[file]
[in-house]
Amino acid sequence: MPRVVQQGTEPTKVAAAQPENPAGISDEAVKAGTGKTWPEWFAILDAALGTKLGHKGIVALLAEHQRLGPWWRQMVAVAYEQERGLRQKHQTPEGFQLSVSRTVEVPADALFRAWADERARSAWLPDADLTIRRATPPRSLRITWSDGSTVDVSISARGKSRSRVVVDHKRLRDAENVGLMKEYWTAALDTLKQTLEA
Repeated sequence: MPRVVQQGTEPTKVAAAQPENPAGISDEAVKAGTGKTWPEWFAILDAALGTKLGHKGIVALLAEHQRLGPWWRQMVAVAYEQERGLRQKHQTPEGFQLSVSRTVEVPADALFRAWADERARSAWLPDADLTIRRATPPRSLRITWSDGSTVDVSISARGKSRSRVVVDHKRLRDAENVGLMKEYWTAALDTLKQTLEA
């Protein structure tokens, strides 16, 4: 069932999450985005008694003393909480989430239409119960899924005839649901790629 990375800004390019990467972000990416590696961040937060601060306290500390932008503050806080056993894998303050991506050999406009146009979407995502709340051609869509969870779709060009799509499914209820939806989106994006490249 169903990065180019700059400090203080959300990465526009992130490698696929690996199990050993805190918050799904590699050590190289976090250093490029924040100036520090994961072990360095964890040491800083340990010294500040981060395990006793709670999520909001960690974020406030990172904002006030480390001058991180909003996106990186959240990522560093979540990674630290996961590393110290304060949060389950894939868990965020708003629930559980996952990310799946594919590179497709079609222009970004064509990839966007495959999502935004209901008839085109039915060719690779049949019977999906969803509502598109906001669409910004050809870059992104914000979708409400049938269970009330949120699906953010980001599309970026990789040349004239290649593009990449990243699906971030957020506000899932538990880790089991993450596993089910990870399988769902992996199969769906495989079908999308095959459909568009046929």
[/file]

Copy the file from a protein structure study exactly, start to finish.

[in-house]
Amino acid sequence: MPRVVQQGTEPTKVAAAQPENPAGISDEAVKAGTGKTWPEWFAILDAALGTKLGHKGIVALLAEHQRLGPWWRQMVAVAYEQERGLRQKHQTPEGFQLSVSRTVEVPADALFRAWADERARSAWLPDADLTIRRATPPRSLRITWSDGSTVDVSISARGKSRSRVVVDHKRLRDAENVGLMKEYWTAALDTLKQTLEA
Repeated sequence: MPRVVQQGTEPTKVAAAQPENPAGISDEAVKAGTGKTWPEWFAILDAALGTKLGHKGIVALLAEHQRLGPWWRQMVAVAYEQERGLRQKHQTPEGFQLSVSRTVEVPADALFRAWADERARSAWLPDADLTIRRATPPRSLRITWSDGSTVDVSISARGKSRSRVVVDHKRLRDAENVGLMKEYWTAALDTLKQTLEA
């Protein structure tokens, strides 16, 4: 069932999450985005008694003393909480989430239409119960899924005839649901790629 990375800004390019990467972000990416590696961040937060601060306290500390932008503050806080056993894998303050991506050999406009146009979407995502709340051609869509969870779709060009799509499914209820939806989106994006490249 169903990065180019700059400090203080959300990465526009992130490698696929690996199990050993805190918050799904590699050590190289976090250093490029924040100036520090994961072990360095964890040491800083340990010294500040981060395990006793709670999520909001960690974020406030990172904002006030480390001058991180909003996106990186959240990522560093979540990674630290996961590393110290304060949060389950894939868990965020708003629930559980996952990310799946594919590179497709079609222009970004064509990839966007495959999502935004209901008839085109039915060719690779049949019977999906969803509502598109906001669409910004050809870059992104914000979708409400049938269970009330949120699906953010980001599309970026990789040349004239290649593009990449990243699906971030957020506000899932538990880790089991993450596993089910990870399988769902992996199969769906495989079908999308095959459909568009046929």